Have a Question About Space? Ask an Astronaut

by Nancy Atkinson on August 13, 2008

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Astronaut Greg Chamitoff on board the ISS.  Credit:  NASA

Astronaut Greg Chamitoff on board the ISS. Credit: NASA

Astronauts are usually gregarious and quite pleasant people who like to share their experiences of living and working in space. Current International Space Station resident Greg Chamitoff is no different, and he is now ready and waiting to answer any burning questions you may have about human space flight. NASA offers a “Ask the Expert” website for many of its human missions, where the public can submit questions and astronauts or other NASA personnel answer with written and/or audio replies. But the past few space shuttle missions have been so jam-packed with ISS construction activities, there hasn’t been time in the schedule for astronauts to answer any questions from the public. However, Chamitoff will be on board the ISS for a couple of months, and he has some time to answer a few questions. Questions will be transmitted to Greg from Mission Control each week and his answers to a few of them will be available here.


Don’t know what to ask? NASA has a few guidelines:

Try to avoid asking a question that has been answered often on previous missions.

Normally the questions most often answered are those more specific to the current crew and mission.

Do your homework and review information about the station and current activities when you compose your question.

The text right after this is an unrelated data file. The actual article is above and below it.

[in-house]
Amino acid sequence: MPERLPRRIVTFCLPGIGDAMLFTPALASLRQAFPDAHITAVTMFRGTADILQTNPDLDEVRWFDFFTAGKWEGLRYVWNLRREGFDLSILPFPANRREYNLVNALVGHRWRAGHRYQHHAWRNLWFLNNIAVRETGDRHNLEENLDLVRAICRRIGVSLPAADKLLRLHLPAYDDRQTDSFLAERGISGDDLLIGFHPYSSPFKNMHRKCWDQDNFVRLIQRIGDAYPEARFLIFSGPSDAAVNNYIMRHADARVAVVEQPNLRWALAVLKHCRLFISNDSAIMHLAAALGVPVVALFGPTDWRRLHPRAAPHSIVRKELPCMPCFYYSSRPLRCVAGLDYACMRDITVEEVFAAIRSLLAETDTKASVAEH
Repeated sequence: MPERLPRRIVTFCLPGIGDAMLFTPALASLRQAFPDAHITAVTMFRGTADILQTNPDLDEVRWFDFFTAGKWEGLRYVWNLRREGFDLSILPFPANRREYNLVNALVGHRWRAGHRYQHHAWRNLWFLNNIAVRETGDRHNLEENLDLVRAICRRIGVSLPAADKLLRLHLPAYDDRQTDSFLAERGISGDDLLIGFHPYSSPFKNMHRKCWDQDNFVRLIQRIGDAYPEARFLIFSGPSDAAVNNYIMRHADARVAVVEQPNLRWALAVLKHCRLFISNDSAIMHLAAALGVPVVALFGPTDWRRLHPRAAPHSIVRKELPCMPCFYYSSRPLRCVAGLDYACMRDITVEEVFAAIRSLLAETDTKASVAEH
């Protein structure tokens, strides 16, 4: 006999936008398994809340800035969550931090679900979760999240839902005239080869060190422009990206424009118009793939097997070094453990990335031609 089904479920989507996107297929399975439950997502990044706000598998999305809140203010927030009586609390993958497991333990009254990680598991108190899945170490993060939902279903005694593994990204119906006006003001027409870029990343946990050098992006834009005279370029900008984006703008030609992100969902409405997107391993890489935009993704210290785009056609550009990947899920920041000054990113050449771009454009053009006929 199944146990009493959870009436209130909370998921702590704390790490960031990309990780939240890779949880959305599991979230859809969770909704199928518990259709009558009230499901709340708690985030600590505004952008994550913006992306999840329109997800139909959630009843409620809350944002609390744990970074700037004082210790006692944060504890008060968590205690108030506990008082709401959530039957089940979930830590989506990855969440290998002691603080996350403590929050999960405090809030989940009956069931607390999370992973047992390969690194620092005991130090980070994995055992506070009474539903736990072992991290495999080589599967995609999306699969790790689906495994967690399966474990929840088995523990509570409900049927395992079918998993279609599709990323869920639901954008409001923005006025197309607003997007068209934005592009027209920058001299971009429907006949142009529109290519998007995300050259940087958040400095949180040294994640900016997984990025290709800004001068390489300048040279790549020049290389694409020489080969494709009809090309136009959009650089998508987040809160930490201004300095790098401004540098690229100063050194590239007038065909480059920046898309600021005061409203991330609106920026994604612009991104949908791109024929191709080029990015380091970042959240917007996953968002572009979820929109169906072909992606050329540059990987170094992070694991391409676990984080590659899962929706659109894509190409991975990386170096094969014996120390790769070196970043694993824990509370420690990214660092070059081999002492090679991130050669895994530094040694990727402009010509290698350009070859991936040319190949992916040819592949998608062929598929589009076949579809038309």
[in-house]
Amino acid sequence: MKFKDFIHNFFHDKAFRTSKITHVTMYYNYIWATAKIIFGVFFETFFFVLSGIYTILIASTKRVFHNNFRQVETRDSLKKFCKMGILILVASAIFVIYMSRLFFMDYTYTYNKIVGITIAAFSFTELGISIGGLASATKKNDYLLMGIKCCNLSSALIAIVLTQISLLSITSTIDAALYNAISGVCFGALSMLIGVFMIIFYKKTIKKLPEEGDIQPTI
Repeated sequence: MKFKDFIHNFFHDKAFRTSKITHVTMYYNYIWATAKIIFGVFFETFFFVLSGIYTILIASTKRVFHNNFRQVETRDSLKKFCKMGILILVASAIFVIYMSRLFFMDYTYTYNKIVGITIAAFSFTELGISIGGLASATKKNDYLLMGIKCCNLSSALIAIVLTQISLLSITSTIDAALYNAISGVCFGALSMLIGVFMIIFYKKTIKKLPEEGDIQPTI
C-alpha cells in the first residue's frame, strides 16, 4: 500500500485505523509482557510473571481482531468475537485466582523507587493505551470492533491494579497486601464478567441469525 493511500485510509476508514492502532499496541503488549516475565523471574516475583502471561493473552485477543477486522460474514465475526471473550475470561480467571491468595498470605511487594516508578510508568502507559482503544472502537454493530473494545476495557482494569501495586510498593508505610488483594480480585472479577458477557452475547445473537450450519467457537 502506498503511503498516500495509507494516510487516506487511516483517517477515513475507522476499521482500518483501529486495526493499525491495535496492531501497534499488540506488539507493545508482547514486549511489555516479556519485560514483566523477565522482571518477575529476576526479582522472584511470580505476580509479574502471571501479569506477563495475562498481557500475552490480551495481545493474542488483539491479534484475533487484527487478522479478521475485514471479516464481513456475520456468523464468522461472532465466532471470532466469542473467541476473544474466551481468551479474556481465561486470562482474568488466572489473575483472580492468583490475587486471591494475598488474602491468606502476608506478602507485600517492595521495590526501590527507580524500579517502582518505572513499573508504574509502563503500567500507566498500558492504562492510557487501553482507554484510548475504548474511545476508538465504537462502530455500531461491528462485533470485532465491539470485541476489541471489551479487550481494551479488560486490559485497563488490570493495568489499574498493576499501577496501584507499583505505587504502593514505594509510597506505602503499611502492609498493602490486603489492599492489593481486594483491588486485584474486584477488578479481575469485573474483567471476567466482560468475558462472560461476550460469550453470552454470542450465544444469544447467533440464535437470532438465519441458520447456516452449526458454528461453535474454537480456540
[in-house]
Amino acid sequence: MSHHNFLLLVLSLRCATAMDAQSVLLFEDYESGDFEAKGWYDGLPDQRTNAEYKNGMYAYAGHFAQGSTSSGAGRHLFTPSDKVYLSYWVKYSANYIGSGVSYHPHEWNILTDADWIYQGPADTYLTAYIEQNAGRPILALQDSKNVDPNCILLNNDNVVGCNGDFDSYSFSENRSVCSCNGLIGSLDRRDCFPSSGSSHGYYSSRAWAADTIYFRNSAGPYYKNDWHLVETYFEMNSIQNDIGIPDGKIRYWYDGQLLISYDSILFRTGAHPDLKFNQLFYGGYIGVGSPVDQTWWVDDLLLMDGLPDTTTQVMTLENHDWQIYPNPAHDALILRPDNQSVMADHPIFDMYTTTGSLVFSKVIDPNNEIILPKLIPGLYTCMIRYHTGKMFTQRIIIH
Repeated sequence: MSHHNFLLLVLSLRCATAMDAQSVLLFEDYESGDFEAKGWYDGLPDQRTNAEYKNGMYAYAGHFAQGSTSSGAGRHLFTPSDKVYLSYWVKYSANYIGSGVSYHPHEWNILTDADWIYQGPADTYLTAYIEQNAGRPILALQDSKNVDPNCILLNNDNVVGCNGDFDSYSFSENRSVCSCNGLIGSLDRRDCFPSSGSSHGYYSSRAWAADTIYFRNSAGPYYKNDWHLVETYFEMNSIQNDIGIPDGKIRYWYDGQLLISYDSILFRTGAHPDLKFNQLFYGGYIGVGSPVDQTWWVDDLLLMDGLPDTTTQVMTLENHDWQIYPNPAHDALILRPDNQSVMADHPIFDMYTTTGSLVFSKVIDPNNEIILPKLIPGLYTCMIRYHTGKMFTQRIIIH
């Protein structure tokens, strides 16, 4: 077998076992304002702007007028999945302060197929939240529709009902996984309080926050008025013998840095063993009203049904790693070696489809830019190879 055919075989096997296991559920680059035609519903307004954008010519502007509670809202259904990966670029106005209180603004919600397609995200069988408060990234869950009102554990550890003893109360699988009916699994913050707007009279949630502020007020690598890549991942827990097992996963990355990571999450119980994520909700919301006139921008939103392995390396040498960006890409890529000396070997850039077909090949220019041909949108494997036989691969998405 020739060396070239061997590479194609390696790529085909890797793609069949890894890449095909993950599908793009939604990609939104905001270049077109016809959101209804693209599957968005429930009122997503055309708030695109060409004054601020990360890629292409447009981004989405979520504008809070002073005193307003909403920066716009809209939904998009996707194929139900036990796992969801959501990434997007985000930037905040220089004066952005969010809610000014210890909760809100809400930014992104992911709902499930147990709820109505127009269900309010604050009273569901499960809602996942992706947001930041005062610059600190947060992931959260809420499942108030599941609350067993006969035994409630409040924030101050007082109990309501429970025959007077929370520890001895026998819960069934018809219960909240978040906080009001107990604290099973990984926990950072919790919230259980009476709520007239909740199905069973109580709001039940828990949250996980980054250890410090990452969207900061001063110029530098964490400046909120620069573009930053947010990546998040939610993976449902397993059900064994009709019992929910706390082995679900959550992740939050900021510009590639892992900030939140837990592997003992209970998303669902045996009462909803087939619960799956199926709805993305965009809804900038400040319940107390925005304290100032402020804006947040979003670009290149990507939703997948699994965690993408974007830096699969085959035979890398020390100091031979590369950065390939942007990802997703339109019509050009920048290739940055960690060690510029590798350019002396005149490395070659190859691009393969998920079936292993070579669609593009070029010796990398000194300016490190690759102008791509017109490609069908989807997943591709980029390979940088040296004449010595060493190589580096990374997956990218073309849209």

Check out the archives of past questions answered here. There you can even listen to audio of questions answered by the STS-107 crew of Columbia. They really were a great crew.

NASA also has a few rules about asking questions:

Stay on topic.

No profanity, sexually explicit or discriminatory material.

Basically, be nice. So, ask away!

News Source: NASA

About 

Nancy Atkinson is Universe Today's Senior Editor. She also works with Astronomy Cast, and is a NASA/JPL Solar System Ambassador.

Francis T. Manns Ph.D. August 14, 2008 at 2:51 PM

What do you Russian colleagues think of the hypothesis of CO2 as the cause of anthropogenic climate change?

satyarth tiwari August 17, 2008 at 5:05 AM

how our digestive system works in space? means how food reachs from throat to stomach & from stomach to intestine & how is the discharging of excreta takes place?

Ashwini reddy October 2, 2008 at 10:07 PM

i dont know whether it is correct to ask this question .but thereis no other source to remove this taught. well…are aliens harmful to us? i heard that they are trying to reside on the earth is that true ?

Ashwini reddy October 2, 2008 at 10:11 PM

alians are quite interesting .is our earth becoming their interest???

henna October 5, 2008 at 9:05 AM

how long does an astronuat have to been in space, and what do you have to do to become one????

Horzaq Bora January 21, 2009 at 9:33 AM

If there are between 100 and 300 billion stars in the milky way, what are the percentages of different star types???

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